Editorial: Competition can make us stronger
Vance County’s elected leadership has received a ringing endorsement from area residents.
Eight of the races include the sheriff, school board and the commissioners. Only two are contested. Carolyn Faines will challenge incumbent Gloria White for the District 1 school board seat, and Anthony Scott Hughes is opposing Tommy Hester for the District 7 commissioner seat.
By not producing a candidate, the county indirectly gave full endorsement to the jobs done by Sheriff Peter White; school board members Darlynn Oxendine, Margaret Ellis and Ruth Hartness; and commissioners Gordon Wilder and Dan Brummitt.
In elections, The Dispatch endorses competition and participation. And in this election season that will be roundly absent in 75 percent of significant local contests.
Rich debate on the topics related to each office will be absent as well. The issues of our community deserve our attention, and how our leadership will respond to them is equally important.
Candidates’ responses, how they are challenged, can’t possibly be the same with no competition in the election. We would rather see them take a stand and be held accountable for that.
Serving and connecting with the people happens when trying to secure votes, and it also happens between election cycles. Perhaps we’re fine with the current connection.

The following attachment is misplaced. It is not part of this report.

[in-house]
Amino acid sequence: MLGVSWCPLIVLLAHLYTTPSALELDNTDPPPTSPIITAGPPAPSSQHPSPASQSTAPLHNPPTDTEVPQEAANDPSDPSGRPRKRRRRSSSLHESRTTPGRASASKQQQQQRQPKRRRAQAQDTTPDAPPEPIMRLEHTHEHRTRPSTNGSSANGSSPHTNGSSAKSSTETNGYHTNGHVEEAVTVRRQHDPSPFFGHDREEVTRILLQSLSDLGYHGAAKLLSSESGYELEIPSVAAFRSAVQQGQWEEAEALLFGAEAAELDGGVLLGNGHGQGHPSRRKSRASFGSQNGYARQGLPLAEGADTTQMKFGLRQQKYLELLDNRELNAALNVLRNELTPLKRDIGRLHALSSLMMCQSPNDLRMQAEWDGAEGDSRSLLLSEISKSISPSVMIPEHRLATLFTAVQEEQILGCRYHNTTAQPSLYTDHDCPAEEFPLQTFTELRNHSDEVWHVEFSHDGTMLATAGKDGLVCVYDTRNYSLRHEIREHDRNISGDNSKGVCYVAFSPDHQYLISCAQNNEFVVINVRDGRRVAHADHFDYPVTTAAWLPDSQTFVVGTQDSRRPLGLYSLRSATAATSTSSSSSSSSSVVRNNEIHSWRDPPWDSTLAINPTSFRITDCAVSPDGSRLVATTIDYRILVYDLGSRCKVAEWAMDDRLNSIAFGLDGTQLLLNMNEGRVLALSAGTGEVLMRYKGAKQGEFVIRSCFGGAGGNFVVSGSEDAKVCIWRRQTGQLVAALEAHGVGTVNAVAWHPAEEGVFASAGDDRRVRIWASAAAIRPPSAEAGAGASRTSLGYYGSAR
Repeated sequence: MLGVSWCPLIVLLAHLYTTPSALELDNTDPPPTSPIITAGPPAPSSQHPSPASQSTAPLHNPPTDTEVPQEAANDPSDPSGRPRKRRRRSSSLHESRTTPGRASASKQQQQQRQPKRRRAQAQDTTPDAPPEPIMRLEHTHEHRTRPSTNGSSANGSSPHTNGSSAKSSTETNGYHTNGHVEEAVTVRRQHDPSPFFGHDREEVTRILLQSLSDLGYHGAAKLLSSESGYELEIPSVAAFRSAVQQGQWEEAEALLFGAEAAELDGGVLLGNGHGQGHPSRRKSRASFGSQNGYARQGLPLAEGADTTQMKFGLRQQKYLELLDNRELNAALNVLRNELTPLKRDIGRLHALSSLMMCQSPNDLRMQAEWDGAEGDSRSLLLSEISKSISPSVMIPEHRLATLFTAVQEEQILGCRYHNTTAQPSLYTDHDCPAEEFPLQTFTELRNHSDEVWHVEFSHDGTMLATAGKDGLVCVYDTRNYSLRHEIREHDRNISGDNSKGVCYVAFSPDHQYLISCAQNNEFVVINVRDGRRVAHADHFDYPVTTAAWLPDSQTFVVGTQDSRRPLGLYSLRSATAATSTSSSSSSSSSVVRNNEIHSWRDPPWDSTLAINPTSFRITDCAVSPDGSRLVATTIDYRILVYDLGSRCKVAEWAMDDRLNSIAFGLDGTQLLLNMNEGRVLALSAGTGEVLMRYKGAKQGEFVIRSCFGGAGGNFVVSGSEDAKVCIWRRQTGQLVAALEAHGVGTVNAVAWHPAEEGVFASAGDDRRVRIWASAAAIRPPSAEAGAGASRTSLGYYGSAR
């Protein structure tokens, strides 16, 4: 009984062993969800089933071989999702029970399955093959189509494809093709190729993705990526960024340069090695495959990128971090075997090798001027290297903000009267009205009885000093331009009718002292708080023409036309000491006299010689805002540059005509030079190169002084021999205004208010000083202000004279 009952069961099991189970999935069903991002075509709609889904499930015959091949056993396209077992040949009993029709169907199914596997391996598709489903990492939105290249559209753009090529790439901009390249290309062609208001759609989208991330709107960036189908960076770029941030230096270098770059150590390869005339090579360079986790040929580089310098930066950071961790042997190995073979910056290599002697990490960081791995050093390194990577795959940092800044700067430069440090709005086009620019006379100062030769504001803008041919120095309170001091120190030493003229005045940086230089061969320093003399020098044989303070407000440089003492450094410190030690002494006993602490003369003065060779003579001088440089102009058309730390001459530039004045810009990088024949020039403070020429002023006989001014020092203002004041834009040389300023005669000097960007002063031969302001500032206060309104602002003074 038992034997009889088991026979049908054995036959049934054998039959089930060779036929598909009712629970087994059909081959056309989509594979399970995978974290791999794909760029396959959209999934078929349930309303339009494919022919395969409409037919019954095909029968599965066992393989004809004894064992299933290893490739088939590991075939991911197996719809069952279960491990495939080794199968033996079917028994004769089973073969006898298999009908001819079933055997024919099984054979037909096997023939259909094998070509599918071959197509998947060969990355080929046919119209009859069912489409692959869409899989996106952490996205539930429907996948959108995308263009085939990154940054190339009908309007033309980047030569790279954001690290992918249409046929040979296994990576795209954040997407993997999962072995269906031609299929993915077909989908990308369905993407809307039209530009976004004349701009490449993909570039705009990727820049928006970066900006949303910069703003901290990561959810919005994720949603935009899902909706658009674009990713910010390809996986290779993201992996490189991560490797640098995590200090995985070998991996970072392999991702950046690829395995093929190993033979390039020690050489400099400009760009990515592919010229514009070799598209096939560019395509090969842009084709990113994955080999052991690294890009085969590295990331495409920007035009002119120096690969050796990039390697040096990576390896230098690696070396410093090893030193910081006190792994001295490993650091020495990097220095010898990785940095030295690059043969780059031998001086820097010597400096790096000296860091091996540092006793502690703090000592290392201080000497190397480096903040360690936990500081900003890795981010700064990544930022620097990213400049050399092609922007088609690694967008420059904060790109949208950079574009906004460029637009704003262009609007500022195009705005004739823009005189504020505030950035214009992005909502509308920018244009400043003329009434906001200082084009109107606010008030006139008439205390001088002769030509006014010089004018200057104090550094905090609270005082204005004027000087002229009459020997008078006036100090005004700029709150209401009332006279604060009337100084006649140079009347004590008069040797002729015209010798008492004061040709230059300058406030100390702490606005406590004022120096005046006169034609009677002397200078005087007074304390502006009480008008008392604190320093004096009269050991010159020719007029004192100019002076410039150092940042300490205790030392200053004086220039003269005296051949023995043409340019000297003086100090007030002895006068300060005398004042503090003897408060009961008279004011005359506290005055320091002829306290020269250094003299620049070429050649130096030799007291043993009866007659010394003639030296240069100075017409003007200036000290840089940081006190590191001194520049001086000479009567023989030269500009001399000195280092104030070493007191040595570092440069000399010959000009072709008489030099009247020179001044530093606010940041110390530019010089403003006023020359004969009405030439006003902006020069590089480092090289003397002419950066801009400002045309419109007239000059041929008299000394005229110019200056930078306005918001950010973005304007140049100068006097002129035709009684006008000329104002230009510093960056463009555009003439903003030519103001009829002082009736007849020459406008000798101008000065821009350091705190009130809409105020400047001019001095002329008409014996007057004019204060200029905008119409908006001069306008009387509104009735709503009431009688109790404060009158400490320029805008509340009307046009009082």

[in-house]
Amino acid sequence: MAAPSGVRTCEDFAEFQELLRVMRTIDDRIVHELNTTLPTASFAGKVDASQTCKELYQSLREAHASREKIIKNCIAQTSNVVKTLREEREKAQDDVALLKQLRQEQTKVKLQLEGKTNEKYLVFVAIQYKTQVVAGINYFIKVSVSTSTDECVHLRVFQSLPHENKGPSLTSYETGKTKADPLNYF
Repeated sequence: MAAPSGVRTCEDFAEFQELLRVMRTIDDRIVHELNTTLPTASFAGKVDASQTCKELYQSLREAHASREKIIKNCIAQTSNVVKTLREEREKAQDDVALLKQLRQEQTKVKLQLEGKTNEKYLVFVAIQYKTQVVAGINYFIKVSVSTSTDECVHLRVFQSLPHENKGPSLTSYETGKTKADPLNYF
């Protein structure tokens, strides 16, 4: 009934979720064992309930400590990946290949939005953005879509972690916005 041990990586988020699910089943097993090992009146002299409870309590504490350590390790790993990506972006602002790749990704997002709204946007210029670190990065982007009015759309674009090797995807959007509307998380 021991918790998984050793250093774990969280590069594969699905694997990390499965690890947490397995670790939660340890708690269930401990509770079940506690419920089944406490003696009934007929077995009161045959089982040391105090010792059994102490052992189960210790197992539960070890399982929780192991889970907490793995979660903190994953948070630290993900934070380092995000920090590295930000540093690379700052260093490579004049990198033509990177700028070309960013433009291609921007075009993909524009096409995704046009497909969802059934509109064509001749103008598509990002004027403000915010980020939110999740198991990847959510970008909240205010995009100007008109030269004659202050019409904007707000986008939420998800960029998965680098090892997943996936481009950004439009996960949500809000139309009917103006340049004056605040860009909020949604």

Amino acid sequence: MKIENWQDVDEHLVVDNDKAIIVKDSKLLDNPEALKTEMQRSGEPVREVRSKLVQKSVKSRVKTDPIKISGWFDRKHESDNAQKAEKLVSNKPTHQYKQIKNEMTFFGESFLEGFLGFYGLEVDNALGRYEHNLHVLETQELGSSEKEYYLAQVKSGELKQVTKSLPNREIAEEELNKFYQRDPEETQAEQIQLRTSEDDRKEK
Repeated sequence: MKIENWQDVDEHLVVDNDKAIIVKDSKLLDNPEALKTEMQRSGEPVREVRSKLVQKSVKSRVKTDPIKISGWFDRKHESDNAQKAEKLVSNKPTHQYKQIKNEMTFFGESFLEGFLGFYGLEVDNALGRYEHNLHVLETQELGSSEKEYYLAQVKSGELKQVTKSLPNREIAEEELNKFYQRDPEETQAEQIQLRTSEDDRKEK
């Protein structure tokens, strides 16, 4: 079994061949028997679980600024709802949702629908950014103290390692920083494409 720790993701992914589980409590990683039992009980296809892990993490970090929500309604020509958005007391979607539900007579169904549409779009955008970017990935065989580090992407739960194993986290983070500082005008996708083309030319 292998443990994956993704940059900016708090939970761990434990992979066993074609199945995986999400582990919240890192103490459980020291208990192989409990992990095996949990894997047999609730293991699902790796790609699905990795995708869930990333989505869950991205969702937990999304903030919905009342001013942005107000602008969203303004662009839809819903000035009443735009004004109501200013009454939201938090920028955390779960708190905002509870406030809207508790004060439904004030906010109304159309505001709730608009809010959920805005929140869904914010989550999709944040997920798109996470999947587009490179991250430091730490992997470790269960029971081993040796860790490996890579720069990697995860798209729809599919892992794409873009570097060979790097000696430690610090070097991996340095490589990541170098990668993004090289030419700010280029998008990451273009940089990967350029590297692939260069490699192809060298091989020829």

But while the ideas before us may be very good, the lack of competition won’t guarantee we’ve gotten other views. How can we know?
In a newspaper interview a couple of years ago, Michael Munger made a very good point regarding lack of competition.
“Towns are inherently conservative places, not in a political ideology sense, but in a ‘let’s keep things the same’ sense,” said the former gubernatorial candidate and past chairman of Duke’s political science department. “What that means, of course, is that things can stagnate, and the quality of life in the town deteriorates. Competition is uncomfortable, makes you think of new things, and answer questions. It’s easier just to stick with what you know. But in the long run, that’s a recipe for mediocrity, for a shrinking town and failed businesses. You need contested elections as a challenge to that natural desire to leave things as they are, instead of growing, and changing, and getting better.”
We’ll call it one more hurdle for Vance County.